Atlanta Hawks winning thanks largely to absence of Danny FerryThe starting line-up for the Atlanta Hawks (Special: Getty Images)
By Maria Saporta
It’s time to set the record straight.
Contrary to a theme in the national sports world, the Atlanta Hawks are not the team that Danny Ferry built. The Atlanta Hawks are at the top of their game – because Danny Ferry is gone.
At least that is the view of several people who are familiar with the inner-workings of the Atlanta Hawks, including one of team’s most loyal fans – businessman Tommy Dortch
Ferry was the general manager of the Atlanta Hawks until this past summer when he was put on an indefinite leave for having made racially-derogatory comments during a June telephone conference call among team owners about potential players.
That led to an internal investigation of the team that also resulted in one of the major owners of the team – Bruce Levenson – stepping down and announcing that he would sell his interest in the Atlanta Hawks.
After all the conflict and confusion in the front office this year, and all the questions over who will own the Hawks, one would expect the team to be in disarray.
But the exact opposite has happened.
With Danny Ferry and Bruce Levenson gone, it is as if a heavy cloud has been lifted from over the team.
Indeed the team has been able to flourish under the exceptional stewardship of Coach Mike Budenholzer who deserves most of the credit for this season’s success of the Atlanta Hawks.
Still, all too often, sportscasters and basketball fans are heard saying: “This is the team that Danny Ferry built.”
So now there is a prevalent rumor that Ferry is trying to orchestrate his comeback as general manager of the Atlanta Hawks after next weekend’s All-Star break, according to several people close to the team.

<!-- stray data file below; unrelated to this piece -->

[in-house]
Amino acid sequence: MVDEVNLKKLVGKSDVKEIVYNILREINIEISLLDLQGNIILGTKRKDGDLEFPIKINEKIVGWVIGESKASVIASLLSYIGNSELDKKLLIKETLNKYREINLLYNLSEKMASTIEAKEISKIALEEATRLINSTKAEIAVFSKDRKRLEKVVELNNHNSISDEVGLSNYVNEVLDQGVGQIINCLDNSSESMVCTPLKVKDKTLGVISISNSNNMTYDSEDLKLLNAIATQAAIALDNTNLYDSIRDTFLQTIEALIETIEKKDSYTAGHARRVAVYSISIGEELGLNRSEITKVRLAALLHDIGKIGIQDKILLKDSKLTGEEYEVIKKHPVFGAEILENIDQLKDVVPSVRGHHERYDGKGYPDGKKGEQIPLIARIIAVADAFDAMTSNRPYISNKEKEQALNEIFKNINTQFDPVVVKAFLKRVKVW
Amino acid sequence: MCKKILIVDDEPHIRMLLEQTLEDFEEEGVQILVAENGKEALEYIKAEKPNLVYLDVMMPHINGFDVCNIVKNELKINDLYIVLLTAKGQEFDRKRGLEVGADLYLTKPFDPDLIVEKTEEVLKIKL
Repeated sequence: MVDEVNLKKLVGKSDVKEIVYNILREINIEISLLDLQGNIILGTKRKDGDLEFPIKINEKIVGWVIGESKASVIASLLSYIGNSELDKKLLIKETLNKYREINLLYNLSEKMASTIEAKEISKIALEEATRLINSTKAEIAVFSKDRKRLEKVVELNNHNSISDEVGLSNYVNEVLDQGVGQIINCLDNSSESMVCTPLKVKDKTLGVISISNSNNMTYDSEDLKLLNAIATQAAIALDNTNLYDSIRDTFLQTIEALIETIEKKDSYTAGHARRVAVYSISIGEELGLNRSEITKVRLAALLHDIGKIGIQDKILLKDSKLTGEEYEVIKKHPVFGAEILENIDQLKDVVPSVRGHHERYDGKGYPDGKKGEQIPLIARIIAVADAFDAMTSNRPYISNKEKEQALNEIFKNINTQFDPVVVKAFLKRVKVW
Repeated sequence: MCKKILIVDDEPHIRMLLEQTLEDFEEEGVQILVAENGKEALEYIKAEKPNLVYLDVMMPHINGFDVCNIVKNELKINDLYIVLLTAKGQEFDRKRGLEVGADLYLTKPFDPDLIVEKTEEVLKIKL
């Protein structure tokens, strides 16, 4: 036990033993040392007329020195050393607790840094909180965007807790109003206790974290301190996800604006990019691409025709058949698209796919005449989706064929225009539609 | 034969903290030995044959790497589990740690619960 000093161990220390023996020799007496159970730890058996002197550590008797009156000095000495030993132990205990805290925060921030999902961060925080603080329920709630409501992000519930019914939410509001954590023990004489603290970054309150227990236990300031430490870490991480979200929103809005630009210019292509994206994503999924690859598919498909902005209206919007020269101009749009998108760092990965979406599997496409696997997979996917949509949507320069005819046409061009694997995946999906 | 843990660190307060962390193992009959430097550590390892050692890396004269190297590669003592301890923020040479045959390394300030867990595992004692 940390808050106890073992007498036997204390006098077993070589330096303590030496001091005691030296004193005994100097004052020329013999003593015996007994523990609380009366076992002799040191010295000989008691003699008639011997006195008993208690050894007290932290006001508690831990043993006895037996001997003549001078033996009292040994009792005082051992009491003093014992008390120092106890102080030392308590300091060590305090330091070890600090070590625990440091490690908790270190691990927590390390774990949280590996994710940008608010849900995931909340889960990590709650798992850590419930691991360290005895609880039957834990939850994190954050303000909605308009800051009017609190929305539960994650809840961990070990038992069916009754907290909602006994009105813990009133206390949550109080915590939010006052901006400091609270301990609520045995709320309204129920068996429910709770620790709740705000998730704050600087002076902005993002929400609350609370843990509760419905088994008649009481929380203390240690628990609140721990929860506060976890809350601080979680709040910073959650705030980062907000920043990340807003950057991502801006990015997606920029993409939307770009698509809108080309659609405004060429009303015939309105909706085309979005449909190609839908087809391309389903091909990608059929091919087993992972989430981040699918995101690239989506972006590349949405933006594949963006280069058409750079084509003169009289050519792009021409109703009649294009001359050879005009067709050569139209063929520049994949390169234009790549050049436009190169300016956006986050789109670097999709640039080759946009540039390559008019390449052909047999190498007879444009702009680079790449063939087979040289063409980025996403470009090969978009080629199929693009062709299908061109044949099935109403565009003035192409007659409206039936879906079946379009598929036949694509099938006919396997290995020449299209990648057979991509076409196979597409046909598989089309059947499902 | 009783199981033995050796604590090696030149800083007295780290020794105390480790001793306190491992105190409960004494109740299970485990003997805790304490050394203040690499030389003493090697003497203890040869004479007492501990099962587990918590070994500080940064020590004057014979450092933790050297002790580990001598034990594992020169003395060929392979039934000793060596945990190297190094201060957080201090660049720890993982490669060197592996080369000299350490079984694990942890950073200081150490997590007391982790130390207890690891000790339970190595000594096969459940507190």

Dortch, an African-American business leader who has chaired the Atlanta Business League several times, has heard about Ferry’s campaign to get his job back. He said he will do everything he can to prevent that from happening.
“All the success of the Hawks has come with him being gone,” Dortch said in a long telephone conversation Sunday night. “Why would you want to disrupt the harmony that’s going on? Why do you have him come back and upset the chemistry? The community will be up in arms if Danny Ferry comes back.”
Dortch has several reasons to believe that Ferry’s return would be demoralizing to the team in particular and to the city as a whole. Because he is so close to the inner-workings of the team, Dortch had several examples to share.
“There’s no way he should be executive of the year,” Dortch said. “Danny Ferry was attempting to trade Jeff Teague last year before the playoffs, but that did not go through because of him twisting his ankle.”
Teague, one of five starters on the team, is one of the three Hawks players who has been selected to play as part of the Eastern Conference team during the All-Star Game on Feb.15. The team will be coached by Budenholzer.
Without a doubt, a key reason the Atlanta Hawks have the best record in the East is because Teague is part of the team.
Dortch also had a personal unpleasant experience with Ferry.
For two years, Dortch championed the effort to honor legendary Hawks player Dominique Wilkins with a 15-foot-statue at a prominent location in front of Philips Arena.
“He stood in the way (of the statue) for two years,” Dortch said. “We certainly don’t want Danny Ferry around during March 5 and 6. That’s when we will have one of the greatest celebrations of any athlete in this city with the statue dedication for Dominique Wilkins. Here is a guy who didn’t want Dominique to have a statue.”
Dortch also said that Ferry was dragging his feet about renewing Wilkins’ contract as part of the executive team and broadcaster for the Atlanta Hawks until after the controversy and once Hawks CEO Steve Koonin got involved.
“Steve Koonin has stepped in and done a good job during a very difficult time,” Dortch said. “Many of us were upset and angry with what went down. Why would anyone let Danny Ferry come back?”
As Dortch sees it, given the fact that the Atlanta Hawks currently are for sale, a new ownership group should not be saddled down with a controversial general manager – especially when the team is playing better than it ever has without having a GM in place.
“All they have done has been done without Danny Ferry,” Dortch said. “Danny hasn’t earned a thing in Atlanta but a one-way ticket out of it. There’s no way I can see him coming back to this team.”